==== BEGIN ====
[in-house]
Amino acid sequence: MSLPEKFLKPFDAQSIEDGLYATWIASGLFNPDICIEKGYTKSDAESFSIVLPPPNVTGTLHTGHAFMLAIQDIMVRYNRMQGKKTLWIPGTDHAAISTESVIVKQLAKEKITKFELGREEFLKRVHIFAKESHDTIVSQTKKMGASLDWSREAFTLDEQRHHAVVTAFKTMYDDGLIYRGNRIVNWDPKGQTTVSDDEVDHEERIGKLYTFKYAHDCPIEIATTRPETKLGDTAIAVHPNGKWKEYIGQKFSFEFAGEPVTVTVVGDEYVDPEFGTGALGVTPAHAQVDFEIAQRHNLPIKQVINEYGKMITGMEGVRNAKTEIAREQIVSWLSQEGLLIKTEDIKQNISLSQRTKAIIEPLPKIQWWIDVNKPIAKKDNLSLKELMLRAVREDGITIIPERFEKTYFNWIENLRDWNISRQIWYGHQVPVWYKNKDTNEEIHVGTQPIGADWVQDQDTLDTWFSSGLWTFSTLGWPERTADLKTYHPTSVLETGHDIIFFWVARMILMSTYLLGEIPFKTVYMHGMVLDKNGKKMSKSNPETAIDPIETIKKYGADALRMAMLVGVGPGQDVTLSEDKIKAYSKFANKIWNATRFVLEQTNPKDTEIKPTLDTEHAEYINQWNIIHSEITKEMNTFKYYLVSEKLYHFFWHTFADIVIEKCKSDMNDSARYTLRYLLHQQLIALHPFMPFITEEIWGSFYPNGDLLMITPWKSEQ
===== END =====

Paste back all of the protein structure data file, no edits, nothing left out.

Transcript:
[in-house]
Amino acid sequence: MSLPEKFLKPFDAQSIEDGLYATWIASGLFNPDICIEKGYTKSDAESFSIVLPPPNVTGTLHTGHAFMLAIQDIMVRYNRMQGKKTLWIPGTDHAAISTESVIVKQLAKEKITKFELGREEFLKRVHIFAKESHDTIVSQTKKMGASLDWSREAFTLDEQRHHAVVTAFKTMYDDGLIYRGNRIVNWDPKGQTTVSDDEVDHEERIGKLYTFKYAHDCPIEIATTRPETKLGDTAIAVHPNGKWKEYIGQKFSFEFAGEPVTVTVVGDEYVDPEFGTGALGVTPAHAQVDFEIAQRHNLPIKQVINEYGKMITGMEGVRNAKTEIAREQIVSWLSQEGLLIKTEDIKQNISLSQRTKAIIEPLPKIQWWIDVNKPIAKKDNLSLKELMLRAVREDGITIIPERFEKTYFNWIENLRDWNISRQIWYGHQVPVWYKNKDTNEEIHVGTQPIGADWVQDQDTLDTWFSSGLWTFSTLGWPERTADLKTYHPTSVLETGHDIIFFWVARMILMSTYLLGEIPFKTVYMHGMVLDKNGKKMSKSNPETAIDPIETIKKYGADALRMAMLVGVGPGQDVTLSEDKIKAYSKFANKIWNATRFVLEQTNPKDTEIKPTLDTEHAEYINQWNIIHSEITKEMNTFKYYLVSEKLYHFFWHTFADIVIEKCKSDMNDSARYTLRYLLHQQLIALHPFMPFITEEIWGSFYPNGDLLMITPWKSEQ